• Sorting GridView in WPF & C#

    Posted on April 11, 2012 by in C#, Dotnet, WPF

    We use ListView control to display data items.  The presentation of the data items in a ListView is defined by its view mode, which is specified by the View property. Windows Presentation Foundation (WPF) provides a GridView view mode that partitions the ListView data item content into columns. The properties and methods on GridView and its related classes style and specify the content of the columns. We can also define custom views by creating a class that derives from ViewBase, but in this article I am going to concentrate on sorting grid view columns. If you are new to grid view, I recommend you reading my other article article “Using GridView in WPF & C#”.

    In this example, we fetch list of products from Production.Product table of Adventure Works database and will bind to the ListView.  When user clicks on any column, we sort the items in the grid in ascending or descending order.

    I have created a new “WPF Application” project. I have added a new application configuration file to the project and the following application settings under configuration element.

        <add key="Sql" value="Data Source=(local);Initial

    I have set the view mode of the ListView to GridView.  I have added four grid view columns to the gridview to render Product ID, Product Name, Product Number & List Price attributes of the Product.  I  wanted to format the List Price differently from other attributes so that I can demonstrate about custom formatting using celltemplate.  I have set the event handler for the GridViewColumnHeader click event to GridViewSortClick.

    <ListView Name="lvProducts" GridViewColumnHeader.Click="GridViewSortClick">
            <Style TargetType="{x:Type ListViewItem}">
                <Setter Property="HorizontalContentAlignment" Value="Stretch" />
                <GridViewColumn Header="Product ID" Width="120"
                             DisplayMemberBinding="{Binding Path=ProductID}"/>
                <GridViewColumn Header="Product Number" Width="120"
                           DisplayMemberBinding="{Binding Path=ProductNumber}"/>
                <GridViewColumn Header="Name" Width="200"
                           DisplayMemberBinding="{Binding Path=Name}"/>
                <GridViewColumn Header="List Price" Width="120"  >
                        <TextBlock Name="txtListPrice"
                        Text="{Binding Path=ListPrice , StringFormat='{}{0:C}'}"

    I have created couple of data templates which would be appled to column headers based on if they are in ascending or descending mode. I am using Path class to draw those UpArrow and DownArrow shapes. I am usin geometry objects to describe curves and shapes.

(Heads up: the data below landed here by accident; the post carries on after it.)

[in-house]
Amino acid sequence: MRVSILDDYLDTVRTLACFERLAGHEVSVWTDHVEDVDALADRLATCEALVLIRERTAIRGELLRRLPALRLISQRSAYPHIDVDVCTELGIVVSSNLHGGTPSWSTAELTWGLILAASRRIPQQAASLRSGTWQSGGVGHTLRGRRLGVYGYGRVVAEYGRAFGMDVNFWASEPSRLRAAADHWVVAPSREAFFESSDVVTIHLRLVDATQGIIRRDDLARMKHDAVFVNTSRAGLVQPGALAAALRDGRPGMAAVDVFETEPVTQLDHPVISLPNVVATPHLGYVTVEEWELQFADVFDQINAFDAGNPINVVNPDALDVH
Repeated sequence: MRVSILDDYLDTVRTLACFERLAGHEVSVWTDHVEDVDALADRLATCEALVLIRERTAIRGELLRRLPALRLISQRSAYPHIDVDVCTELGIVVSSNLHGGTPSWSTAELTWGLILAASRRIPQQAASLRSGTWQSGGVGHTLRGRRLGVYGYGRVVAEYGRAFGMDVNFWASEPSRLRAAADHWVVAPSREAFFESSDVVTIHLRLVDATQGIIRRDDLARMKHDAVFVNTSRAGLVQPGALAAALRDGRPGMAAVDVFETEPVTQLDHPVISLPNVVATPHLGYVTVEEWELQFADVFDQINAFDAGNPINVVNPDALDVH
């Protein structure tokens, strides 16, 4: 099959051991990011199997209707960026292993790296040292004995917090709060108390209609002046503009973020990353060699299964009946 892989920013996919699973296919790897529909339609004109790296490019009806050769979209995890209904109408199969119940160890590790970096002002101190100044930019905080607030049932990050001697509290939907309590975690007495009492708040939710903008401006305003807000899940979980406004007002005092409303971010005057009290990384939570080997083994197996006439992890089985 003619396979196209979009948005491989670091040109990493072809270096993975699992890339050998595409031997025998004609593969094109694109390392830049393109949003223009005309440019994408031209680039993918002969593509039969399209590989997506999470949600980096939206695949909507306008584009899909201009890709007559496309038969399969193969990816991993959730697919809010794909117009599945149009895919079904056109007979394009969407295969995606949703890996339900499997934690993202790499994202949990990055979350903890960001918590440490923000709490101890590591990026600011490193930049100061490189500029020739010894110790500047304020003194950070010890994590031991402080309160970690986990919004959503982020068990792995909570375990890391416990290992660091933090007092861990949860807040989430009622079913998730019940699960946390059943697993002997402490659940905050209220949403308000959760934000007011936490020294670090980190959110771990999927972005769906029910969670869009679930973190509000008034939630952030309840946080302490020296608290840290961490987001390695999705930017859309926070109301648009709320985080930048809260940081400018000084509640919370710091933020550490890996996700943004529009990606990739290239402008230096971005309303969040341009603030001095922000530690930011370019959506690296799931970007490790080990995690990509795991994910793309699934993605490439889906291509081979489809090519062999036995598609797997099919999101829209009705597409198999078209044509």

• Stroke: Describes how the shape’s outline is painted.
    • StrokeThickness: Describes the thickness of the shape’s outline.
    • Fill: Describes how the interior of the shape is painted.
    • Data properties to specify coordinates and vertices, measured in device-independent pixels.

    For example, setting data property to me “M 5,10 L 15,10 L 10,5 L 5,10″ means,
    start at coordinates (5,10),
    draw a line from 5,10 to 15,10,
    draw another line from 15,10 to 10,5
    draw line from 10,5 to 5,10

        <DataTemplate x:Key="ArrowUp">
                <TextBlock HorizontalAlignment="Center" Text="{Binding}"/>
                <Path x:Name="arrow"
           		StrokeThickness = "2"
           		Fill            = "Orange"
           		Data            = "M 5,10 L 15,10 L 10,5 L 5,10"/>
        <DataTemplate x:Key="ArrowDown">
                <TextBlock HorizontalAlignment="Center" Text="{Binding}"/>
                <Path x:Name="arrow"
              		StrokeThickness = "2"
              		Fill            = "Orange"
              		Data            = "M 5,5 L 10,10 L 15,5 L 5,5"/>

    I have added a simple button to the grid. When the user clicks on the Load button, we fetch products from Production.Product table using ADO.NET API and will bind them to the ListView control.

    <Button Name="btnLoad" Content="Load Products" Grid.Row="1"
          Click="btnLoad_Click" Width="100"/>
    private void btnLoad_Click(object sender, RoutedEventArgs e)
    public DataSet RetrieveProducts()
        //fetch the connection string from app.config
        string connString = ConfigurationManager.AppSettings["Sql"];
        //SQL statement to fetch entries from products
        string sql = @"Select top 10  P.ProductID, P.Name,
                    P.ProductNumber, ListPrice from Production.Product P
                    where ProductSubcategoryID is not null";
        DataSet dsProducts = new DataSet();
        //Open SQL Connection
        using (SqlConnection conn = new SqlConnection(connString))
            //Initialize command object
            using (SqlCommand cmd = new SqlCommand(sql, conn))
                SqlDataAdapter adapter = new SqlDataAdapter(cmd);
                //Fill the result set
        return dsProducts;

    Since the header name of the column header may not be the same as the column name, we get the binding path information from the column header and will use that information for sorting. If no special formatting or template is applied to the column, we can get it from the DisplayMemberBinding property. But if we specified the template like in the case of “ListPrice”, we have to iterate through the visual tree of the ListView to fetch required information.